J9.1 Using SMOS to study the Mississippi River basin water budget

Tuesday, 25 January 2011: 1:30 PM
609 (Washington State Convention Center)
Alan Robock, Rutgers, The State Univ. of New Jersey, New Brunswick, NJ; and T. W. Collow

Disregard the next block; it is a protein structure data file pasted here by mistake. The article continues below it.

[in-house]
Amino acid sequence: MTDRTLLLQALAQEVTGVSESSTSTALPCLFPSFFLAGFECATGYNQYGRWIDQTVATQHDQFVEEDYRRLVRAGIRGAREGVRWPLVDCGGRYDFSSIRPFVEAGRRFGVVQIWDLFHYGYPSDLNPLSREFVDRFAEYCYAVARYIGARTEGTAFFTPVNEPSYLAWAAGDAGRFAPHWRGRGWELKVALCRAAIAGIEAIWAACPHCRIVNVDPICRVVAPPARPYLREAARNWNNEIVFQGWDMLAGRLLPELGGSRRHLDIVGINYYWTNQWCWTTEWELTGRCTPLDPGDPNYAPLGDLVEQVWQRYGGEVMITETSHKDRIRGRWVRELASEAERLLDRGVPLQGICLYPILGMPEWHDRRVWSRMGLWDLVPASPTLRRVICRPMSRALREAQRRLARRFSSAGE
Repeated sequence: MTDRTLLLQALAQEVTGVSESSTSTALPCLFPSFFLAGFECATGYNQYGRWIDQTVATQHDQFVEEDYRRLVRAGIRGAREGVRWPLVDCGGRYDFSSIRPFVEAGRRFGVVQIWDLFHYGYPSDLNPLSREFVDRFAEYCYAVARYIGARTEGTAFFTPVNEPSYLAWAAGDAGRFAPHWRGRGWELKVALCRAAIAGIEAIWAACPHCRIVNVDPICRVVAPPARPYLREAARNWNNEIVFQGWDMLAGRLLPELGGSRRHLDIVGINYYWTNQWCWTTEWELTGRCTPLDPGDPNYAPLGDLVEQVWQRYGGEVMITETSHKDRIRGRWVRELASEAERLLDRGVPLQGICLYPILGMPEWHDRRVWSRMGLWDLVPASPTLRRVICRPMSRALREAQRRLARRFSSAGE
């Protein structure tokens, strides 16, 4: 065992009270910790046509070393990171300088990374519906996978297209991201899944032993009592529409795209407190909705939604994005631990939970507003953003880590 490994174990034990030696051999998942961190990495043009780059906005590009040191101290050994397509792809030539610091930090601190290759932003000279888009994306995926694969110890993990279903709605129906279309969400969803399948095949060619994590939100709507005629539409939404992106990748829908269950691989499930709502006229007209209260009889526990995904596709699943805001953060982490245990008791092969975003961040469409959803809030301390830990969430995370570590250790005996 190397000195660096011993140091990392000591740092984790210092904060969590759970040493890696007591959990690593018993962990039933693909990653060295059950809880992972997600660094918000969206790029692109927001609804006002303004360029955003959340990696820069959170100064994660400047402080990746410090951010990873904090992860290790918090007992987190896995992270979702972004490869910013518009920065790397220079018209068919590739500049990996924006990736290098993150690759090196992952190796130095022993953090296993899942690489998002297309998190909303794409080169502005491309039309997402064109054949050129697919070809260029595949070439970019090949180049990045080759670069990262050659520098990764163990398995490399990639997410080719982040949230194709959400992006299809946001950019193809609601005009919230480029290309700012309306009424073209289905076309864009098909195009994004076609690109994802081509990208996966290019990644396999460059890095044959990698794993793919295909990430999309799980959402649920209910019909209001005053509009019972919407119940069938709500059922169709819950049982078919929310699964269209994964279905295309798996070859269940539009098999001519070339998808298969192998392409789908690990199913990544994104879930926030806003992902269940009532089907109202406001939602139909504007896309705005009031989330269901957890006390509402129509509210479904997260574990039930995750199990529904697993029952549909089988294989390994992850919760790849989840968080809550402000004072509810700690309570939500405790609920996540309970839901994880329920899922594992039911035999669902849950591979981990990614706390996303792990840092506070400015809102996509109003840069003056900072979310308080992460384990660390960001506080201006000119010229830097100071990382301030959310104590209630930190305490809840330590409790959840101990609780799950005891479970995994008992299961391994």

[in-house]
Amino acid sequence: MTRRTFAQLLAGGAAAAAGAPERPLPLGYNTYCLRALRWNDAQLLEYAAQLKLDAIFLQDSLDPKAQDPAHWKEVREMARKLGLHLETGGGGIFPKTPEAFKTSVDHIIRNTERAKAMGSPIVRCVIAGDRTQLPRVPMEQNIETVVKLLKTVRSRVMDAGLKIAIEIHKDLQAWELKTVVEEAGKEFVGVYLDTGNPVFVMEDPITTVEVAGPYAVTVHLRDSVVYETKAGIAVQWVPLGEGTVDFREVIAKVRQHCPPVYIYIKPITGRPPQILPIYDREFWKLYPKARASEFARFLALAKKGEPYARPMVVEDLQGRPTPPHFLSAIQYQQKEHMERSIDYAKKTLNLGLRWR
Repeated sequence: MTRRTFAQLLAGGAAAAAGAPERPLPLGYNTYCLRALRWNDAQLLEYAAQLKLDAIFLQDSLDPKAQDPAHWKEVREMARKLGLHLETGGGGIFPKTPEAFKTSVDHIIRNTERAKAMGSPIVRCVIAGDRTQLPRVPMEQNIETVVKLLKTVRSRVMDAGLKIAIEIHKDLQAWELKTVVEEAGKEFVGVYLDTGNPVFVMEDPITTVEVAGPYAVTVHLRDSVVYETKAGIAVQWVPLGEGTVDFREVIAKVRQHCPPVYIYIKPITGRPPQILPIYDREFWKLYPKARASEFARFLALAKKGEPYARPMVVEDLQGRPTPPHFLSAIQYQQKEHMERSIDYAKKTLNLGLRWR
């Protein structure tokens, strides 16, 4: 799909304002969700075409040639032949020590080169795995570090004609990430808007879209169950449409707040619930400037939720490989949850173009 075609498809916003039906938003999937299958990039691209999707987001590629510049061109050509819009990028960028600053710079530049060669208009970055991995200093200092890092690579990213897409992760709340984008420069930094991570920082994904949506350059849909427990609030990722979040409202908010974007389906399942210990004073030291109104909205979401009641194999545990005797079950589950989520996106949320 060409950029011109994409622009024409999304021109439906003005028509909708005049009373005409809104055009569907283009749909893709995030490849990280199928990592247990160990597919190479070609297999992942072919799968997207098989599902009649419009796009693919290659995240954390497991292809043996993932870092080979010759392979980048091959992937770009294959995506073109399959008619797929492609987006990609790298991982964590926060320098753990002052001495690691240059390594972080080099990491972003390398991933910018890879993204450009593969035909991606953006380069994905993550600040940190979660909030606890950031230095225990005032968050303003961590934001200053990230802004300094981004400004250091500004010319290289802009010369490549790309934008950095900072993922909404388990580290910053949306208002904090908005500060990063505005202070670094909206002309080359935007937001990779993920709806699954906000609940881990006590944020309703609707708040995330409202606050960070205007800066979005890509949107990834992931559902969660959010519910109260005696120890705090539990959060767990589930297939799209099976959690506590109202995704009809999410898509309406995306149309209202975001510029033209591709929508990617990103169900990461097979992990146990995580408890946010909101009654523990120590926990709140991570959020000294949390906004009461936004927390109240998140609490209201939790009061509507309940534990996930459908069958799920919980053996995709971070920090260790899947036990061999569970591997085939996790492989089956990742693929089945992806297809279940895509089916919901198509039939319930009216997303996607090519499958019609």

The European Space Agency launched the Soil Moisture Ocean Salinity Satellite (SMOS) in November of 2009. The satellite retrieves surface (top few cm) soil moisture, and we evaluate the level 2 (L2) data stream. We compared SMOS L2 soil moisture retrievals to land surface observations at 5 cm depth coincident within one hour in the central United States for the period July 2010 to the present. The primary source of the surface data is the Soil Climate Analysis Network (SCAN), but we also used observations from the ARM/CART region in Kansas and Oklahoma, and from the United States Climate Reference Network (USCRN). While SMOS has a low bias in many locations, the temporal variations and spatial distribution are similar to the observations. SMOS, with a footprint of about 40 km, returns data along the borders of lakes and rivers, but may become contaminated and yield higher soil moisture values than those of the in situ data if the water bodies are within the footprint. We examine different areas of the Mississippi River basin to see which are most susceptible to this bias. These comparisons will be very useful for improving retrieval algorithms to allow SMOS to produce validated global surface soil moisture observations. This work is a step toward monitoring the entire Mississippi River basin water budget, an important goal of the lifetime work of John Roads.
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